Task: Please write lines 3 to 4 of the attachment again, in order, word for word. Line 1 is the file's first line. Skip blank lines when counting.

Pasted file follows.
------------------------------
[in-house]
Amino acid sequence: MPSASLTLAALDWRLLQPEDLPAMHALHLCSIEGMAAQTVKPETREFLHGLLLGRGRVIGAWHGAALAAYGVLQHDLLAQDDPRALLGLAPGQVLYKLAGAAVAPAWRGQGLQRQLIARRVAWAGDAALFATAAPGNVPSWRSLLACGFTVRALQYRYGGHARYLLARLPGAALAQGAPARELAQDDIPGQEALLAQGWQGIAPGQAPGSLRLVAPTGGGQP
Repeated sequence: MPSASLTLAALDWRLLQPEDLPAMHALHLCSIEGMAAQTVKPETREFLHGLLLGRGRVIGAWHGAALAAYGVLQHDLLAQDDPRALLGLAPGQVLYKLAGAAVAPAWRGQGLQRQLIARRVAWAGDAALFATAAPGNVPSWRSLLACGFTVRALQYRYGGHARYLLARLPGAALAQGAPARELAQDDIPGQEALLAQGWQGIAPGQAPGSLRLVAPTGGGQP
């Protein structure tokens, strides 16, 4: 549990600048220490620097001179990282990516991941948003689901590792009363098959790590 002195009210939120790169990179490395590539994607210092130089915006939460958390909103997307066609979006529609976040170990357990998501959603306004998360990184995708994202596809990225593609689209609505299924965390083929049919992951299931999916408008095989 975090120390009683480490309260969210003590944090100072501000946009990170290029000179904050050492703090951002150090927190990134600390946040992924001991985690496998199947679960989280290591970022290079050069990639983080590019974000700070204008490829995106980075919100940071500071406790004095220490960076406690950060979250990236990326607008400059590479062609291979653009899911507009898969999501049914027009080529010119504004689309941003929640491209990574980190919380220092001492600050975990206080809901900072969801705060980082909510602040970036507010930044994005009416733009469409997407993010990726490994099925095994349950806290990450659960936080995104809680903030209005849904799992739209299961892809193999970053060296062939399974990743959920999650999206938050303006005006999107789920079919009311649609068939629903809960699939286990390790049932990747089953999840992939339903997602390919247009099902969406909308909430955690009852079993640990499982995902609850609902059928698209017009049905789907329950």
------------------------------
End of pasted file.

Repeated sequence: MPSASLTLAALDWRLLQPEDLPAMHALHLCSIEGMAAQTVKPETREFLHGLLLGRGRVIGAWHGAALAAYGVLQHDLLAQDDPRALLGLAPGQVLYKLAGAAVAPAWRGQGLQRQLIARRVAWAGDAALFATAAPGNVPSWRSLLACGFTVRALQYRYGGHARYLLARLPGAALAQGAPARELAQDDIPGQEALLAQGWQGIAPGQAPGSLRLVAPTGGGQP
């Protein structure tokens, strides 16, 4: 549990600048220490620097001179990282990516991941948003689901590792009363098959790590 002195009210939120790169990179490395590539994607210092130089915006939460958390909103997307066609979006529609976040170990357990998501959603306004998360990184995708994202596809990225593609689209609505299924965390083929049919992951299931999916408008095989 975090120390009683480490309260969210003590944090100072501000946009990170290029000179904050050492703090951002150090927190990134600390946040992924001991985690496998199947679960989280290591970022290079050069990639983080590019974000700070204008490829995106980075919100940071500071406790004095220490960076406690950060979250990236990326607008400059590479062609291979653009899911507009898969999501049914027009080529010119504004689309941003929640491209990574980190919380220092001492600050975990206080809901900072969801705060980082909510602040970036507010930044994005009416733009469409997407993010990726490994099925095994349950806290990450659960936080995104809680903030209005849904799992739209299961892809193999970053060296062939399974990743959920999650999206938050303006005006999107789920079919009311649609068939629903809960699939286990390790049932990747089953999840992939339903997602390919247009099902969406909308909430955690009852079993640990499982995902609850609902059928698209017009049905789907329950």